Wild elephant in Udawalawa National Park Sri Lanka

Animals in the wild

At least 1.6 trillion wild animals are exploited as commodities and suffer through people’s actions every year.

A chained tiger

Animals, not entertainers

Image credit: Chaz McGregor / Unsplash

Across the globe, animals at wildlife tourism venues are forced to endure intense pain and mostly unseen suffering to entertain tourists and visitors on a daily basis.

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Elephant used for riding at Angkor Wat, Cambodia

Elephant rides

Today, more than 3,000 elephants are being used and abused to entertain tourists and visitors across Asia.

koala at a themed park in Australia

Animal selfies

It may be tempting to take a photo with an animal. But that moment could cost them a lifetime of suffering.


Animal shows

Around 550,000 wild animals are undergoing intense trauma in the name of tourist entertainment worldwide.

A lion looks through a fence at a facility in South Africa.

Animals in sport

Using animals in sports often involves causing intentional harm and inflicting violence on these sentient beings.

Orangutan selfies in Bali

Wildlife tourism

If a venue that houses wildlife allows you to ride, hug, cuddle or take a selfie with a wild animal, cruelty is surely involved.

Otter cafe in Tokyo

Wildlife trade

Image credit: World Animal Protection / Aaron Gekoski

Global wildlife trade is an inhumane industry that cruelly exploits our planet’s wildlife for financial gain.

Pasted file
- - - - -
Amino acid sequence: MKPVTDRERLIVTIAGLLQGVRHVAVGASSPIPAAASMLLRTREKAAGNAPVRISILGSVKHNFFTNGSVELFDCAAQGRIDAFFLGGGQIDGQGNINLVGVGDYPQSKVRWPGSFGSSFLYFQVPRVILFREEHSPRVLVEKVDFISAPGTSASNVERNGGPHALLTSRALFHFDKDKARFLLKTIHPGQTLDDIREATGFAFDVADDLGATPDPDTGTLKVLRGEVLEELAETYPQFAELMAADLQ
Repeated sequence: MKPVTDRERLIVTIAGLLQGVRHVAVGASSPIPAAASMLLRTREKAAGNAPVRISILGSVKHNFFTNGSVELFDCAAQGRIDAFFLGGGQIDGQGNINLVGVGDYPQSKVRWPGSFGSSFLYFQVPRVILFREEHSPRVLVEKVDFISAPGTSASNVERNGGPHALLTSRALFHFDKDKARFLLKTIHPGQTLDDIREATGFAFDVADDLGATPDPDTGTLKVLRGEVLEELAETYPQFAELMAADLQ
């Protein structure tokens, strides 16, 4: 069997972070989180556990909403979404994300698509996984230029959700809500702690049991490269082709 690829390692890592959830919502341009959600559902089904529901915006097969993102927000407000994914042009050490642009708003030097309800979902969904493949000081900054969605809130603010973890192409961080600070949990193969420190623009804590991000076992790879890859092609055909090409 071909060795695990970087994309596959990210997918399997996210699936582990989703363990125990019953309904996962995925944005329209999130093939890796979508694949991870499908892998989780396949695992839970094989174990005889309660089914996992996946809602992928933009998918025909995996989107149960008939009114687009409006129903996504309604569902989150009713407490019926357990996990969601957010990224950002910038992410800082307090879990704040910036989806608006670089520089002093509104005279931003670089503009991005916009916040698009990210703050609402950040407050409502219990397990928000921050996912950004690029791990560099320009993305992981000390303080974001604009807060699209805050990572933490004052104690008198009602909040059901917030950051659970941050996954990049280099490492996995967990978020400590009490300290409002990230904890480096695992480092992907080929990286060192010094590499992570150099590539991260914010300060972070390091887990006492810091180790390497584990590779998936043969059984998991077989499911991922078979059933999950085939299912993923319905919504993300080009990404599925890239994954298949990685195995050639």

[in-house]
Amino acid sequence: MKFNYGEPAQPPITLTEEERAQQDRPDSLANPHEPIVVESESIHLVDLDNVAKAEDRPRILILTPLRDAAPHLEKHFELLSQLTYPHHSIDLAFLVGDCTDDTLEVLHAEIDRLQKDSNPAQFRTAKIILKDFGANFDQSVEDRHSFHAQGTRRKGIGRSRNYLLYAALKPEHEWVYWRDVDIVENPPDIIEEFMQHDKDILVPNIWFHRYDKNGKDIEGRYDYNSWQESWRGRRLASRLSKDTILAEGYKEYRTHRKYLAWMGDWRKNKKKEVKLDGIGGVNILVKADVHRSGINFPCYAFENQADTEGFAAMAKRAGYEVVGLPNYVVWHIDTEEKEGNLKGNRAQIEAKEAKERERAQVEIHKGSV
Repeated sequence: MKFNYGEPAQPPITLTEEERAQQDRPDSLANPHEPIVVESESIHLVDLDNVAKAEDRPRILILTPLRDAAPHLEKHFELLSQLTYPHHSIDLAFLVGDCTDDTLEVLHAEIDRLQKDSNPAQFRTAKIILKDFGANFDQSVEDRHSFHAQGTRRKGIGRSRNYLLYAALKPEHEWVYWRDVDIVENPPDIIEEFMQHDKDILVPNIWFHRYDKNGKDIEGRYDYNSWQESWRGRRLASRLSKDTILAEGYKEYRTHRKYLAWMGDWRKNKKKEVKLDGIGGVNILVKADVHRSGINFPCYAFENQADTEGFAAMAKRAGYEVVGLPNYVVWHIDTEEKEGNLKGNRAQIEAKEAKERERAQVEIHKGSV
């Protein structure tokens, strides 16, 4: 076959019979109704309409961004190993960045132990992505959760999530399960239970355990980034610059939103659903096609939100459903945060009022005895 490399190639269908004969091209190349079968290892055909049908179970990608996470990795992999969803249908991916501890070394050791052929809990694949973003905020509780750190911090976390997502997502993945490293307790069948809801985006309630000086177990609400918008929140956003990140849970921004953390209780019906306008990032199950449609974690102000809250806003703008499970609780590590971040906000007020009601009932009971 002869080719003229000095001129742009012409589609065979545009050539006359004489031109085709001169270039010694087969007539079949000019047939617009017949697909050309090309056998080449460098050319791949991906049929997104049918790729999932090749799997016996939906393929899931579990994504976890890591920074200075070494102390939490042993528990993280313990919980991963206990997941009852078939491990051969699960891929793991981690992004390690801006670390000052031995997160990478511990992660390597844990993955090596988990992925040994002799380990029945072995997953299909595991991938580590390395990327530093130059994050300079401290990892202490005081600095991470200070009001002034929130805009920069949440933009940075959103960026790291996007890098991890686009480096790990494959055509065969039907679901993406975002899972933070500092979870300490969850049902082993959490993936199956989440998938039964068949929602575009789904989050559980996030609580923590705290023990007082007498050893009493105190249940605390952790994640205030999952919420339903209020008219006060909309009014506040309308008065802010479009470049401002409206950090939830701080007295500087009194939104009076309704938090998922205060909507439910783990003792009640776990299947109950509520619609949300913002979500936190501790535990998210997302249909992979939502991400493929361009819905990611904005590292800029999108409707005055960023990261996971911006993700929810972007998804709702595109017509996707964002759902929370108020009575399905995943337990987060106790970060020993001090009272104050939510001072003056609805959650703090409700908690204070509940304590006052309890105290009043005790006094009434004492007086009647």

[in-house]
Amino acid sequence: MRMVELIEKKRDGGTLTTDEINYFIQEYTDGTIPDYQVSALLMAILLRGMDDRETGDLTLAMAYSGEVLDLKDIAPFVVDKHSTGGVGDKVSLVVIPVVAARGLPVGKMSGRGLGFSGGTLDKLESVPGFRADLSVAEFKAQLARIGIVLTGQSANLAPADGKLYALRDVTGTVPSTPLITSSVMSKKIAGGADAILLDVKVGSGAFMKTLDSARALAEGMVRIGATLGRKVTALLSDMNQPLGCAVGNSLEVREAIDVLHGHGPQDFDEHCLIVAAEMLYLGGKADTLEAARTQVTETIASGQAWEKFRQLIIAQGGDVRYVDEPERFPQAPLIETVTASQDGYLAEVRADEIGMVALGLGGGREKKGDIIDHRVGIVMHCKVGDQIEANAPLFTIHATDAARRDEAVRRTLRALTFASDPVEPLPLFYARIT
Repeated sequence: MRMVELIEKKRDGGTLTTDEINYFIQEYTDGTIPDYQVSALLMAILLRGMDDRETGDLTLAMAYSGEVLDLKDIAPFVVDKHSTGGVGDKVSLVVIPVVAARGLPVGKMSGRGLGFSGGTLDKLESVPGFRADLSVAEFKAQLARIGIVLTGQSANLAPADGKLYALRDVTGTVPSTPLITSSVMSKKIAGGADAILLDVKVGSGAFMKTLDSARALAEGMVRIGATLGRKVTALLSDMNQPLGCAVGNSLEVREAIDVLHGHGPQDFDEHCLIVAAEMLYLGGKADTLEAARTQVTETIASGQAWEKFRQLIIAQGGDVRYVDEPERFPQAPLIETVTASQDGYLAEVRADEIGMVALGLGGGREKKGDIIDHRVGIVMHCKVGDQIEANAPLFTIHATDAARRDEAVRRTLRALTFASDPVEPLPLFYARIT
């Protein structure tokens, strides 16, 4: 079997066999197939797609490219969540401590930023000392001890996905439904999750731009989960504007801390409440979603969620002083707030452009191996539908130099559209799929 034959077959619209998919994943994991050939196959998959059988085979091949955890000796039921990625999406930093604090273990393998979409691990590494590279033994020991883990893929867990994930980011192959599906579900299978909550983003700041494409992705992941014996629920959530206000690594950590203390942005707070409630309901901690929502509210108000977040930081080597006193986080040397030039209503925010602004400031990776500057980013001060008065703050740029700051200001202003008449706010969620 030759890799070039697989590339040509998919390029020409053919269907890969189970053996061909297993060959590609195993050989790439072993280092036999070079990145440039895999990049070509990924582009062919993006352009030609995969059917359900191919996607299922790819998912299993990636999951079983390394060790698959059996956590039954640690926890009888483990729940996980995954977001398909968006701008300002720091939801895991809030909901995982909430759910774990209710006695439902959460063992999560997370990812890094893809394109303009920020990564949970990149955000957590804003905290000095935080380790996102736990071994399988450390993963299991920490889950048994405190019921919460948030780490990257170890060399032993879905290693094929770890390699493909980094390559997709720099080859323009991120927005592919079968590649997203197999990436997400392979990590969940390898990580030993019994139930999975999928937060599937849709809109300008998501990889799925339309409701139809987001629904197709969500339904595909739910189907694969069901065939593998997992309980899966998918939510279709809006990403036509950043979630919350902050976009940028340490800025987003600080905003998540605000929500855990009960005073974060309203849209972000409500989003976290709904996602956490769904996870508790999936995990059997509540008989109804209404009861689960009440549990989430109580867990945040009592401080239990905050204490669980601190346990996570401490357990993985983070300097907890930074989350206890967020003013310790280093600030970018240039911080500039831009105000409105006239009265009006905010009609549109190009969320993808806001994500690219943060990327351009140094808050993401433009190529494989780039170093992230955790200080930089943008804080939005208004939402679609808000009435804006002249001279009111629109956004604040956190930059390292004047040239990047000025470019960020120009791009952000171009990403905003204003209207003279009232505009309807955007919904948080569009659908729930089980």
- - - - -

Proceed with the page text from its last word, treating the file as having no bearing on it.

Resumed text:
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Fox at a fur farm

Wildlife free fashion

Right now, millions of wild animals are being captured, abused, bred, and mercilessly slaughtered so that the fashion industry can maximise their profit.

A pet African Grey Parrot

Exotic pets

Every year, millions of wild animals are captured to become pets of people who are unable to properly care for them.

Bear rescued from bile industry

Traditional medicine

Every year, thousands of animals are bred in captivity or snatched from the wild to fuel the traditional medicine market.

Stopping the suffering of wild animals by:

  • Reducing demand for cruel commercial exploitation of wildlife for entertainment, in fashion, for traditional medicine and as exotic pets. 
  • Demonstrating humane, sustainable alternative solutions are possible to protect wild animals and their habitats 
  • Moving governments and global bodies to implement new laws and policies that are properly enforced so that wildlife and their habitats are legally protected from commercial exploitation. 
Staff with elephants in Thailand
Wild dolphins in New Zealand

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